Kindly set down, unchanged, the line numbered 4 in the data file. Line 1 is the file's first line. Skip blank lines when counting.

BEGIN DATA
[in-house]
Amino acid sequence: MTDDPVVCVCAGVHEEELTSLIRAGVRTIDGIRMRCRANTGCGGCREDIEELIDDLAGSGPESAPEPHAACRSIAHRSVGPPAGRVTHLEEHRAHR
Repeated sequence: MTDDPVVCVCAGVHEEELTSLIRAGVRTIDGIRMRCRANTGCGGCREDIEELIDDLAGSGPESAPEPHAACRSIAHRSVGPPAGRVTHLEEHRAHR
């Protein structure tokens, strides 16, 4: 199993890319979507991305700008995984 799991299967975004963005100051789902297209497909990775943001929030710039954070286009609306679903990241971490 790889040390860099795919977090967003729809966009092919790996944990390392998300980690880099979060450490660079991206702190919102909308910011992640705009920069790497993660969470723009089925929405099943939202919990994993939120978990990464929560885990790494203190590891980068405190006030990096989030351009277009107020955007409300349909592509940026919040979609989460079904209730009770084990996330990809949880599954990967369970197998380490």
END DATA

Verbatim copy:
């Protein structure tokens, strides 16, 4: 199993890319979507991305700008995984 799991299967975004963005100051789902297209497909990775943001929030710039954070286009609306679903990241971490 790889040390860099795919977090967003729809966009092919790996944990390392998300980690880099979060450490660079991206702190919102909308910011992640705009920069790497993660969470723009089925929405099943939202919990994993939120978990990464929560885990790494203190590891980068405190006030990096989030351009277009107020955007409300349909592509940026919040979609989460079904209730009770084990996330990809949880599954990967369970197998380490």